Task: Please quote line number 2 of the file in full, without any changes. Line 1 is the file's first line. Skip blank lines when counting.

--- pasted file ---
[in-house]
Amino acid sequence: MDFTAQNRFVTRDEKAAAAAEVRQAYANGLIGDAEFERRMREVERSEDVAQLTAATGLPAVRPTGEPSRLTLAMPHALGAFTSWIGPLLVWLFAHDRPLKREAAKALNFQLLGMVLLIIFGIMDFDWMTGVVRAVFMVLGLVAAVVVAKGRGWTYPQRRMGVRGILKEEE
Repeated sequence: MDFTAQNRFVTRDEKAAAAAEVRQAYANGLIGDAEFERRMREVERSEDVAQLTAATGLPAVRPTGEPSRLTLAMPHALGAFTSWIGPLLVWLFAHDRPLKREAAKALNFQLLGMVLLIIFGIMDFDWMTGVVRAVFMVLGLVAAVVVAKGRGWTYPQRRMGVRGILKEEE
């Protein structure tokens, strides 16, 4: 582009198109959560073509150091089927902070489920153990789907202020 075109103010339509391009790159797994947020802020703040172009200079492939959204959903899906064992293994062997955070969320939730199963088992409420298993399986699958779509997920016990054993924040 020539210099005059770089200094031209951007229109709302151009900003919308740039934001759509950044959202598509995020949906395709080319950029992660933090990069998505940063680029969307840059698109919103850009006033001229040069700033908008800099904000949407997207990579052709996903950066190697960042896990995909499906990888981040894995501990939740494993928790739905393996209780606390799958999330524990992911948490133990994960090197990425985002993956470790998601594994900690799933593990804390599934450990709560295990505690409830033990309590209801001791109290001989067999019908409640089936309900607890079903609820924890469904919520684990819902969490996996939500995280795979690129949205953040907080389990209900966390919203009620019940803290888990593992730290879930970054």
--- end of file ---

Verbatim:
Amino acid sequence: MDFTAQNRFVTRDEKAAAAAEVRQAYANGLIGDAEFERRMREVERSEDVAQLTAATGLPAVRPTGEPSRLTLAMPHALGAFTSWIGPLLVWLFAHDRPLKREAAKALNFQLLGMVLLIIFGIMDFDWMTGVVRAVFMVLGLVAAVVVAKGRGWTYPQRRMGVRGILKEEE